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Aid group warns of militia fighting in Libya’s Tripoli

August 31, 2018

BENGHAZI, Libya (AP) — Fighting in Libya’s capital between rival militias has put the lives of people trapped there in danger and exacerbated already alarming levels of humanitarian needs, especially at migrant detention centers there, an international aid group said on Friday.

The clashes in Tripoli which erupted earlier this week have endangered the lives of local residents and an estimated 8,000 refugees, asylum seekers and migrants, Doctors Without Borders, known by the French acronym MSF, said in a statement. The fighting, pitting armed groups from Tripoli against others from a town to the south, has killed some 39 people, including civilians, and wounded 119 others, said Widad Abu Niran, a spokesman for the Libyan Health Ministry in Tripoli, on Thursday.

Malek Mersit, a Libyan health official, said on Friday that armed groups continue to wage street battles, but aid groups have managed to secure some passages and relocate families to safer areas. Dozens have been evacuated but others have remained trapped amid the fighting, he added.

“We hear heavy explosions and gun fire,” Mohamed Husken, a Tripoli resident, said. “We feel the ground quaking beneath us due to the bombing.”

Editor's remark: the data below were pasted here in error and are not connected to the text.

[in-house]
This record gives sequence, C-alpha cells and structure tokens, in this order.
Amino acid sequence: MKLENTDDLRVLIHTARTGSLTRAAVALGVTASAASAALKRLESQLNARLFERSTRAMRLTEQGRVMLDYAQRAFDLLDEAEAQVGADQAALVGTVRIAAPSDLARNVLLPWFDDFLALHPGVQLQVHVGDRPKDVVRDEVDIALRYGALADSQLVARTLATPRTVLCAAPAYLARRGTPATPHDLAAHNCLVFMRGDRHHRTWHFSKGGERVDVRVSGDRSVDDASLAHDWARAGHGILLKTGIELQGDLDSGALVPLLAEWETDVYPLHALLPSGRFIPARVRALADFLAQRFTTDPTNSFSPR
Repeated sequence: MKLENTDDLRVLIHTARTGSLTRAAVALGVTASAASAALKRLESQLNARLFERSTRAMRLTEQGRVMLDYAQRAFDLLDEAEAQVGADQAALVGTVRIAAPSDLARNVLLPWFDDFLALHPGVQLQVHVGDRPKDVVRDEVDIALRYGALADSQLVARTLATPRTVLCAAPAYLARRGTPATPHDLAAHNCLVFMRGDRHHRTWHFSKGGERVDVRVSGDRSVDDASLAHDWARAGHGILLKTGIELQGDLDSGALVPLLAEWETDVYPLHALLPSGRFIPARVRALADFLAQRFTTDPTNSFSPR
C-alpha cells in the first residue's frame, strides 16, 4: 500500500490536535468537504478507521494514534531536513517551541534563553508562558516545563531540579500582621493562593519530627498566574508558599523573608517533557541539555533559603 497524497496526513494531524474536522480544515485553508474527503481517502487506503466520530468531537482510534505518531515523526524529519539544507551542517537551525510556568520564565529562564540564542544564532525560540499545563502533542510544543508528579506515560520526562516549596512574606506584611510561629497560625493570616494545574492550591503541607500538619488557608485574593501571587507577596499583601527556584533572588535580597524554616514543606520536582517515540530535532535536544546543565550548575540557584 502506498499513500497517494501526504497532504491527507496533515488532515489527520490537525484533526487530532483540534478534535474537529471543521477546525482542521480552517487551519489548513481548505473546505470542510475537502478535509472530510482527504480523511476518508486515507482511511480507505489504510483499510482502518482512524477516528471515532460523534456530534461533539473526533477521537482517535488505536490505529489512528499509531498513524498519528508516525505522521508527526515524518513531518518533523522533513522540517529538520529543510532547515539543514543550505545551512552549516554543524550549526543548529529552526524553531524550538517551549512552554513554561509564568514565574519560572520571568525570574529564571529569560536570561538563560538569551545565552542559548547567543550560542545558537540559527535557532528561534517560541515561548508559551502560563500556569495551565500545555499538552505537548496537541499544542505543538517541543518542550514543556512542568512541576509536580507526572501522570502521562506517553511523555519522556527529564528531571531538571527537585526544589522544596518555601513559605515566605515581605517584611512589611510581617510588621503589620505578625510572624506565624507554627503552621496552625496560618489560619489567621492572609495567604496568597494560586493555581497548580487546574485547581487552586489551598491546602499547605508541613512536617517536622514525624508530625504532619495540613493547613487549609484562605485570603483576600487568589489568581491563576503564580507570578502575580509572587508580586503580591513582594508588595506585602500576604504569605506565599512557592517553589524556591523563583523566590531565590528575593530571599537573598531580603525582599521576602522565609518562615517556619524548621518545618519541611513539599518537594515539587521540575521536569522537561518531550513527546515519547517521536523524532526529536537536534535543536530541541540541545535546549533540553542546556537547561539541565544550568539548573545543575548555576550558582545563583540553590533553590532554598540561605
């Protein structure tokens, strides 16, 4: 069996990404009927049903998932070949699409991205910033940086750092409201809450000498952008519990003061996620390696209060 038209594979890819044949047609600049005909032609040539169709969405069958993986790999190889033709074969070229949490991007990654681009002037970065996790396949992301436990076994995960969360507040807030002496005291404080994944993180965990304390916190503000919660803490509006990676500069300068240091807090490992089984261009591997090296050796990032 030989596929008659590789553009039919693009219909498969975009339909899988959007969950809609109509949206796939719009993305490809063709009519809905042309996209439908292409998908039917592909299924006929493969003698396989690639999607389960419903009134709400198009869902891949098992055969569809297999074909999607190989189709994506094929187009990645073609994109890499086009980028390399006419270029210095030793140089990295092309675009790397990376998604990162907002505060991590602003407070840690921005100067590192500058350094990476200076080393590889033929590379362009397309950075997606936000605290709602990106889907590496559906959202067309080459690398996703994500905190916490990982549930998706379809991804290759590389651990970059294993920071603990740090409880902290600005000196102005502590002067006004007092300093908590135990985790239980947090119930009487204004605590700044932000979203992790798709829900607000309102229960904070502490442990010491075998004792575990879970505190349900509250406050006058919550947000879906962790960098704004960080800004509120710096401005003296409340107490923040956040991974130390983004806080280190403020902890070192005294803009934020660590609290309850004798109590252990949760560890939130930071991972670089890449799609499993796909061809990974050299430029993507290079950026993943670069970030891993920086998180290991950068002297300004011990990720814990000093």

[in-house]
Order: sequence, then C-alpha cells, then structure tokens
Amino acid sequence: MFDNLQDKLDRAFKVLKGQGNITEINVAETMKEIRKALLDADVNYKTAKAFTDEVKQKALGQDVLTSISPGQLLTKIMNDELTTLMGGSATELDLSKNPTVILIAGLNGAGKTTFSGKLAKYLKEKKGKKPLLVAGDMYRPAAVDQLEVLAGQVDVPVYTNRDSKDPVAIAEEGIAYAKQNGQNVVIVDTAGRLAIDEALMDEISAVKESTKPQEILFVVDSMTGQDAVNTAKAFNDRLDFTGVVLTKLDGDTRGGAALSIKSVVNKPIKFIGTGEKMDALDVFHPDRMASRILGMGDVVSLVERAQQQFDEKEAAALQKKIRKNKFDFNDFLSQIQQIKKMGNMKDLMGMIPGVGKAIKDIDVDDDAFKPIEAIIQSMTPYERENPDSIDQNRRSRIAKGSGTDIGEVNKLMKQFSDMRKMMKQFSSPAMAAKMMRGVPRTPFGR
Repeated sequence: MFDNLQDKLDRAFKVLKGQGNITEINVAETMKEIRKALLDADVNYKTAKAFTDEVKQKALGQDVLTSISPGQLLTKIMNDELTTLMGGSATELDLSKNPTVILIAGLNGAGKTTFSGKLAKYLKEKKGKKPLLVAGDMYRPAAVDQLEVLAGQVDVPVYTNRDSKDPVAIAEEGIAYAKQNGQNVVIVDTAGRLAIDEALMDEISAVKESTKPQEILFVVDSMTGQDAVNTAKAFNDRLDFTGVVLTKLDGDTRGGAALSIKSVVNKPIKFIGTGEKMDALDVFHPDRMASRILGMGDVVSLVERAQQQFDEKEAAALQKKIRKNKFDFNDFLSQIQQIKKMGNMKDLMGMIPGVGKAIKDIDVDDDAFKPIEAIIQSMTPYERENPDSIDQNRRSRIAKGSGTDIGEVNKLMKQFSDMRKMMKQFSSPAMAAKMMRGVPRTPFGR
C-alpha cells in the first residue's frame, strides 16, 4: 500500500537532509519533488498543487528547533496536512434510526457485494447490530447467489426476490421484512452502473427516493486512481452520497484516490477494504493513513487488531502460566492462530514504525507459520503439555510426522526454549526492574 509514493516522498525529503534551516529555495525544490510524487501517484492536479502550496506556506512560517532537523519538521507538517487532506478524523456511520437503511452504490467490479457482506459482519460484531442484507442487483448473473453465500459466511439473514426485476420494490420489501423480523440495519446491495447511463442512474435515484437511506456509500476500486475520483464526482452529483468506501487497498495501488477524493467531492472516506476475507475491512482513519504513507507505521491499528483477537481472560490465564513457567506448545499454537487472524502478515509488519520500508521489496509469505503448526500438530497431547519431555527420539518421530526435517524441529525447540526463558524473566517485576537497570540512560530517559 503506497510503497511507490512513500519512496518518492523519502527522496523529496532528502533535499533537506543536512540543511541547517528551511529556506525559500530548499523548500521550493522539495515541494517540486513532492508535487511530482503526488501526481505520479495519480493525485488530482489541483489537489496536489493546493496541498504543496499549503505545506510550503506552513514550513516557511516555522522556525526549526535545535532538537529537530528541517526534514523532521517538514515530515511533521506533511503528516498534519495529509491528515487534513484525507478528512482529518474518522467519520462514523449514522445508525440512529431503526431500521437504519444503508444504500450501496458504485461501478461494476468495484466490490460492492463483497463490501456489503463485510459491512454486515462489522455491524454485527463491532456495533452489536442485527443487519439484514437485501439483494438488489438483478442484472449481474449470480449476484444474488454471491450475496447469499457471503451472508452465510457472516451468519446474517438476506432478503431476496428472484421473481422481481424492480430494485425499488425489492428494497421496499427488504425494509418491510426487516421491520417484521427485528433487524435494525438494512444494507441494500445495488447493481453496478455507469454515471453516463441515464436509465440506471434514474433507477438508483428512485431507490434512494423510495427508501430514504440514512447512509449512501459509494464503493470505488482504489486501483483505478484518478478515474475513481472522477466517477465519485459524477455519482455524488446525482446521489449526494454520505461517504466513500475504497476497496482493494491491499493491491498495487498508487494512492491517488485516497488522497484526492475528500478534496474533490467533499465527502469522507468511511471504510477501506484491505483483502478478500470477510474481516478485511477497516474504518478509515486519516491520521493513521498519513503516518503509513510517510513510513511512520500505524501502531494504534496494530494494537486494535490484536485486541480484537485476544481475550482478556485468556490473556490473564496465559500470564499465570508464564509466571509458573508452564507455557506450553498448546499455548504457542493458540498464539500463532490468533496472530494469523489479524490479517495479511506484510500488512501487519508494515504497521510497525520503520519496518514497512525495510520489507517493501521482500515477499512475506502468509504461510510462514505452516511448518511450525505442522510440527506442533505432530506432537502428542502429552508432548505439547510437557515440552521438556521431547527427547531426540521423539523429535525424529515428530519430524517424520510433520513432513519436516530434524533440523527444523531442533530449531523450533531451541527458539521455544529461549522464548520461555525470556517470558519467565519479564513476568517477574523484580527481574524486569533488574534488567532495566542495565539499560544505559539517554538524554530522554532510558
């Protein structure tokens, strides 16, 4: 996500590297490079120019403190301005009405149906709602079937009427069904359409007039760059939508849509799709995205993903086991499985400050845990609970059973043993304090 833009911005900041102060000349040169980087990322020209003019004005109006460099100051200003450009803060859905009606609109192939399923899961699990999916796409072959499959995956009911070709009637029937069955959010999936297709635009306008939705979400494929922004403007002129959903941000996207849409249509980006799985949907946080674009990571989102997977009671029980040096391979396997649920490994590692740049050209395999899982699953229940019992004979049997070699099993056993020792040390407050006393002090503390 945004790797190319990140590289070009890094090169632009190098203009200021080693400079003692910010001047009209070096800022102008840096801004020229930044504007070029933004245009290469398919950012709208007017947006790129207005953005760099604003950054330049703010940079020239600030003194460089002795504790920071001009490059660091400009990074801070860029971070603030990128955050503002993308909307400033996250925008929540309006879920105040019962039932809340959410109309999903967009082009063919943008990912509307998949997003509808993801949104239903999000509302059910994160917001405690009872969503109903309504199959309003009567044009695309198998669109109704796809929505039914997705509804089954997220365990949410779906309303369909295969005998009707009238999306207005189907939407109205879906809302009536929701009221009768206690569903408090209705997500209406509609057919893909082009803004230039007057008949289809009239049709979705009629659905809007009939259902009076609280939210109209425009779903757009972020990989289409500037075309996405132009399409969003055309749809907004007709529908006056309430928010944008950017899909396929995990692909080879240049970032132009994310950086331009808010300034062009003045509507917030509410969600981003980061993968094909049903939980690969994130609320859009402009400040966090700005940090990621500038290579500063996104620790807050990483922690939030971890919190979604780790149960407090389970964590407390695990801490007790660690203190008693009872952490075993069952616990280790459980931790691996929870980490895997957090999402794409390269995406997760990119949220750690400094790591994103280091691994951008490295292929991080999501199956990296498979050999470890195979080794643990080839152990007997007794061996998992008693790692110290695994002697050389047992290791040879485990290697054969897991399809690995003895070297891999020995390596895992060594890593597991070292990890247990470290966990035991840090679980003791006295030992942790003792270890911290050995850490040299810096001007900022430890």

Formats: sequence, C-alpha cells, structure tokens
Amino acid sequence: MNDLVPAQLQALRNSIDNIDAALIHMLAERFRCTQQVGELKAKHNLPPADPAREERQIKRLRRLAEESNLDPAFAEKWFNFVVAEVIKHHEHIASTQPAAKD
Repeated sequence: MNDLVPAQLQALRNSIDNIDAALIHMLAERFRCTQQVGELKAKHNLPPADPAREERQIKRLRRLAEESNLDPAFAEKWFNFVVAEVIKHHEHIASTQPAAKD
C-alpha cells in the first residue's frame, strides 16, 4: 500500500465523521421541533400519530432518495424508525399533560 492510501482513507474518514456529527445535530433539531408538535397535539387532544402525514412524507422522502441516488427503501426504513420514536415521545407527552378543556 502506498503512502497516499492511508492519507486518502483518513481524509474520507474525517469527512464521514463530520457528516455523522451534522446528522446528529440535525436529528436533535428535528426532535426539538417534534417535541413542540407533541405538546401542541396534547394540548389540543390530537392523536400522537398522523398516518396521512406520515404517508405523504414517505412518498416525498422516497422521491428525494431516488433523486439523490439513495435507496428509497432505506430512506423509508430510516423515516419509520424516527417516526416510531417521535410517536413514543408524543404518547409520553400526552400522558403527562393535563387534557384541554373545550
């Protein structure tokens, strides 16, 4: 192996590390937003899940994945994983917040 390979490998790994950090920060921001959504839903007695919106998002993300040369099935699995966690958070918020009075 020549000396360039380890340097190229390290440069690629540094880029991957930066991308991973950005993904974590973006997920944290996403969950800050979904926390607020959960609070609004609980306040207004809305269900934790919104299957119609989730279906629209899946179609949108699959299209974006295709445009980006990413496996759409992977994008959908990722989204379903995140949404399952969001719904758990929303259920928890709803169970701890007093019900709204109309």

The clashes prompted a 48-hour closure of Mitiga International airport in Tripoli, the airport said in a statement Friday. Flights were diverted to Misrata airport, east of Tripoli.”

Libya’s electric company said its power grids have been heavily damaged amid the violence adding to the suffering of Tripoli’s residents who had already long complained of outages. The company’s executive director, Ali Sassi, voiced fears that the ongoing fighting may further aggravate the existing crisis.

Libya slid into chaos after the 2011 uprising that overthrew and killed longtime ruler Moammar Gadhafi. The country is currently governed by rival authorities in Tripoli and the east, each backed by an array of militias that wield real power on the ground.

MSF said the latest violence in Tripoli shows that Libya “is not a safe place” for migrants, refugees and asylum seekers fleeing war-torn countries or suffering horrible conditions during their captivity by human traffickers or while arbitrarily held in detention centers.

“These people are already extremely vulnerable, and now they find themselves trapped in yet another conflict without the ability to escape,” the head of MSF’s Libya mission, Ibrahim Younis, said.

The United Nations refugee agency said on Thursday that some 300 migrants and refugees have been evacuated from a detention center near the violence to a safer one after they were found to be in “clear danger of getting caught in the hostilities.”

MSF’s statement said Libyan authorities, governments of safer countries and the U.N. “have all failed” to set up an effective mechanism to process asylum claims. It also criticized European countries for setting policies preventing asylum seekers from leaving Libya, which has emerged as a point of embarkation for migrants fleeing poverty and war in Africa and the Middle East to attempt the perilous trip to Europe.

On Thursday, Fayez al-Serraj, head of the Tripoli-based U.N.-backed government, assigned forces from Libya’s western and central regions to push for a ceasefire between the rival militias. Western countries including France, Italy, the United Kingdom and the United States had earlier expressed concern over the clashes.

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